(This post is part of News.me’s ongoing series, “Getting the News.” In our efforts to understand everything about social news, we’re reaching out to writers and thinkers we like to ask them how they get their daily news. Read the first post here. See all of the posts, from writers and thinkers like Zach Seward, Anil Dash, and Megan Garber, here.)
This week, we wanted to give you a slice of life from the campaign trail. Evan McMorris-Santoro is one of Talking Points Memo’s lead campaign reporters for Election 2012. Evan has been following the GOP candidates from caucus to primary, trailing them from New Hampshire to South Carolina, through Florida and to Nevada. Primary season for journalists is so hectic, it’s all-consuming — so the time they spend getting the news has to be as efficient as possible. We hounded Evan into giving us a few precious minutes of his time to tell us how he’s staying plugged in during election season.
1. Describe how you get news throughout the day. What’s the first thing you check when you wake up?
Lately I’ve been on the road a lot, so sites with excellent mobile content have been my go-tos lately. I always check TPM first to see what my colleagues were working on the day before, and then I’m usually reading a campaign 2012 news aggregation email like Politico’s Morning Score or PBS’ Morning Line. I forget what I read back before I was covering every minuscule detail of the presidential campaign — is there other news besides campaign news?
2. What publications or news sources do you read and trust? How frequently do you visit them throughout the day?
These days, with the Twitterz and all, it’s more about who you trust rather than where you trust. Like everyone else in this business, I’ve always got an eye on the Tweetdeck and I try to click on everything from reporters I think really know what’s up (hint: start with the people at TPM, and then read what they retweet). Twitter’s also very helpful when I’m on the trail; I can quickly follow what other reporters are the same event I’m at are seeing and writing about.
3. What platforms do you read/get content on? Are you into reading content on your iPhone or tablet, or do you still remember how to unfold a newspaper? Do you ever watch television news programs?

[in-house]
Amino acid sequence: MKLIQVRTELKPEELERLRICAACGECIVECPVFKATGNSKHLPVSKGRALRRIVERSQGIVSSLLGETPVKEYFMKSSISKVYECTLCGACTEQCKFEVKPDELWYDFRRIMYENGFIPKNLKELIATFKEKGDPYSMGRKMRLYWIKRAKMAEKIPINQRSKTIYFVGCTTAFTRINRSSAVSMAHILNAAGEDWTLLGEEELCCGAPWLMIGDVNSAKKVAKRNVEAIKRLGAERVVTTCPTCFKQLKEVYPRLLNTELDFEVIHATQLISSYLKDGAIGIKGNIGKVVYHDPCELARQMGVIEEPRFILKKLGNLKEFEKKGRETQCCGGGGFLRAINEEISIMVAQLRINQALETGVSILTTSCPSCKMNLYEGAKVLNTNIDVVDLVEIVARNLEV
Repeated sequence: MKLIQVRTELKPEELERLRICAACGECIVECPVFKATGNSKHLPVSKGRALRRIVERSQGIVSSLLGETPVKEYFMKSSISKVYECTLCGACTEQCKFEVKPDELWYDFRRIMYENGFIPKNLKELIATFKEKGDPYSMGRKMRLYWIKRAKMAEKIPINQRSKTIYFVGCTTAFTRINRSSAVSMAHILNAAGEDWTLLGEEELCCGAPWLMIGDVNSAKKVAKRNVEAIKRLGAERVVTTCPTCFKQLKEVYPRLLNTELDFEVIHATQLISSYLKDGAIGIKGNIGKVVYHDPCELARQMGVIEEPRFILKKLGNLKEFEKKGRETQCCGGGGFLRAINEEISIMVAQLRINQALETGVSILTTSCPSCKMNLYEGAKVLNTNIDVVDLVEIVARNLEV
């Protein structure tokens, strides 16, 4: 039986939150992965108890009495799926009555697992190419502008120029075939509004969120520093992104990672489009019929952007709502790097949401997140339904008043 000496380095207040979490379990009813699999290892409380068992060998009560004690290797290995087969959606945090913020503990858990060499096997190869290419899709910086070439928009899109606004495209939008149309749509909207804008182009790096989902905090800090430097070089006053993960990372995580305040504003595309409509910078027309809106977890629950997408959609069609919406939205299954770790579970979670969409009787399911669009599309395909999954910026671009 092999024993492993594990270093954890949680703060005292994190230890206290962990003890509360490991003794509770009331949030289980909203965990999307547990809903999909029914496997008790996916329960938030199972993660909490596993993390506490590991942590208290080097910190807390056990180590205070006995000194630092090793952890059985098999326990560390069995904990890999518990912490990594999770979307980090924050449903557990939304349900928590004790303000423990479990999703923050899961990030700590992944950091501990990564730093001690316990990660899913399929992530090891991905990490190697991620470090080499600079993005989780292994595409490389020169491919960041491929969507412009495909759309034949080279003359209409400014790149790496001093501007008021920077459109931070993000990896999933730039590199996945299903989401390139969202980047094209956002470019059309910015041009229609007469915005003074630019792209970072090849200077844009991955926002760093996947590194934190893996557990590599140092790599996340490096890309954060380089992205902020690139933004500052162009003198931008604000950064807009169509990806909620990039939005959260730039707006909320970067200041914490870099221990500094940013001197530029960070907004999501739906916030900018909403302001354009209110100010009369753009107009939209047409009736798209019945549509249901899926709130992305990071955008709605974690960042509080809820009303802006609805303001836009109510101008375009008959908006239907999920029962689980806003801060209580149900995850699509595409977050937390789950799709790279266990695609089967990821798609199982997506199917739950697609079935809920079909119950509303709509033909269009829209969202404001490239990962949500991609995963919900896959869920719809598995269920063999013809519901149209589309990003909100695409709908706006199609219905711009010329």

I made the switch from iPhone to Android on the first day the first Droid came out and I’ve never looked back. Now I’m on the Droid3, and I’ll get the Droid4 when that (finally!) comes out. So while I’m doing the road warrior thing, that’s my primary source for reading news. And finding directions to local cuisine. And looking at pictures of the cat my fiance sends. And sending pictures of local cuisine to my fiance. Etc…
4. What was the last great article you read? How did you find out about it? Is this your typical pattern?
My colleague Nick Martin did a great series of articles on the “Tarmac Tiff” between President Obama and Jan Brewer [“Brewer Has History of Getting Facts Wrong”] that really blew up the existing narrative around the story and dug into the interesting personalities behind it. I’m lucky because I get to watch those pieces come together, so it’s not hard to find them. But while I’m living the road life, I really rely on sites that push their content at you — tweet it, email it, RSS it — rather than sites I just passively browse. Most of my news consumption these days is flipping through the phone over coffee in the morning and then checking Twitter while standing in the back of some library annex or barbecue restaurant (note to campaigns: book more barbecue restaurants) somewhere. So having stuff pushed is key.
5. Is anything missing from your news consumption pattern now or in the tools/sites that you use? Anything you wish you had?
Advancements in filing technology are what I’m really looking forward to these days. Better systems that allow you to file a blog post on your phone or post a twitpic directly to my editors for blogging would really be gamechangers. I’m not sure why I’m so eager for new ways to feed the insatiable maw that is internet (maybe I should see someone about that) but I’m interested to see how more advanced mobile tools for journalists could change how we do our work.